Pentagon & Congress

Troops: White nationalism a national security threat equal to ISIS, al-Qaida

Troops surveyed in the latest Military Times Poll identified white nationalism as a national security threat on par with al-Qaida and the Islamic State Group, and more worrisome than the danger posed by North Korea, Afghanistan or Iraq.

Participants, polled in late July after months of nationwide racial equality protests and violent conflicts between demonstrators and law enforcement, also reported signs of racist behavior in the ranks, despite military leaders’ recent reminders of the importance of diversity and respect.

The poll, conducted in partnership with the Institute for Veterans and Military Families (IVMF) at Syracuse University, found about one-third of all active-duty respondents said they saw signs of white supremacist or racist ideology in the ranks. That’s roughly on par with results from other Military Times surveys in recent years.

But troops overall concerns about the dangers posed to the country from extremist and racist ideology appears to be growing. Among all troops surveyed, about 48 percent listed white nationalists as a significant national security threat, roughly the same percentage as Islamic State, al-Qaida and other foreign Islamic jihadists.

The white nationalist problem overshadowed troops’ worries over North Korea (40.3 percent), Afghanistan (10.3 percent), Iraq (8.5 percent), immigration (21.4 percent) and U.S. protest movements (33.1 percent). Nearly two-thirds of minority service members in the poll called white nationalists a notable threat.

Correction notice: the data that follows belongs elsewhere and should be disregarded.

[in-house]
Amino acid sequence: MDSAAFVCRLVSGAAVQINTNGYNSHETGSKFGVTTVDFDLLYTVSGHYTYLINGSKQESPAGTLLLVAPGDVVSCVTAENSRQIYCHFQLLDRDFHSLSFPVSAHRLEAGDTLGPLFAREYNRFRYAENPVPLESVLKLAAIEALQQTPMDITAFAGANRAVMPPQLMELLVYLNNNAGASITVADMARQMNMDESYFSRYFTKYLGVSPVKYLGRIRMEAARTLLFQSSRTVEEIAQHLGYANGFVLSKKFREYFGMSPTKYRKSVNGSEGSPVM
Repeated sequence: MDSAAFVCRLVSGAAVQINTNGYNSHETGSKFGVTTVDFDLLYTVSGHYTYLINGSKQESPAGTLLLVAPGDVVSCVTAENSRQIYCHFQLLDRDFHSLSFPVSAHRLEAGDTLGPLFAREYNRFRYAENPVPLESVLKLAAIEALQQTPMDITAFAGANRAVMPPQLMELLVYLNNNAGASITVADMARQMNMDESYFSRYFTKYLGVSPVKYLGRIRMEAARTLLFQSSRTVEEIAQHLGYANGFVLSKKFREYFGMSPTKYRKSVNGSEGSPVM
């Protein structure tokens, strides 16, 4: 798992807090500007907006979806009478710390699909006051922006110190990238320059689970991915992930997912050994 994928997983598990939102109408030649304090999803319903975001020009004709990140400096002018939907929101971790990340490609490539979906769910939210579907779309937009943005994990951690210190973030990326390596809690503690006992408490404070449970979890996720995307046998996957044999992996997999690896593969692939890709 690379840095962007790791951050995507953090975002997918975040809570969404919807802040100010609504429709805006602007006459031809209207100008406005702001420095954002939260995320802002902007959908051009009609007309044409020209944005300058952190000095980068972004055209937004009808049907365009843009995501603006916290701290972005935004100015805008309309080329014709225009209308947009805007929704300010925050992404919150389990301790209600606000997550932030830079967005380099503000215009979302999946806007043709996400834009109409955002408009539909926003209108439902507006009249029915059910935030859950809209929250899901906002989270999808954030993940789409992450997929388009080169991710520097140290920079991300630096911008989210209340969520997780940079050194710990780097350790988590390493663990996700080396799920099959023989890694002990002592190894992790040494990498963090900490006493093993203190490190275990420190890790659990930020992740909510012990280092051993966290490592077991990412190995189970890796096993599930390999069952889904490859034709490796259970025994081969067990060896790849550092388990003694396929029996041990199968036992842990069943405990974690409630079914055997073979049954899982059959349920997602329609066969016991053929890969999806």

About 5 percent of troops in the poll said they have participated in protests in recent months which followed the death of George Floyd, a Black Minneapolis man who prosecutors say was murdered by a white Minneapolis police officer during an arrest on non-violent charges on May 25. Respondents did not specify if they were protesting in support of police reforms or against such moves.

Rep. Anthony Brown, D-Md., an Iraq War veteran who has been a critic of past Pentagon efforts to tackle issues of racial equality and discrimination in the ranks, said he is encouraged that more service members seem to be recognizing the threat that racist ideology poses to the country, but he remains concerned that military leaders haven’t done enough to address the problem in their own ranks.

Roughly 31 percent of troops said they have seen signs of extremist behavior in the military. That’s down about 5 percent from a similar poll question in late 2019 but above the 23 percent mark when Military Times began asking the question in 2017.

About 57 percent of minority troops polled said they have personally experienced some form of racist or white supremacist behavior. That’s up nearly 4 percent from the poll conducted last fall.

“I don’t think we’re making progress on this issue. Clearly the survey says that we’re not,” Brown said. “This problem doesn’t represent who the military is and what we want to represent, but it is present.”

Poll respondents reported examples such as peers displaying white nationalist tattoos, making racist statements or participating in online forums linked to hate groups.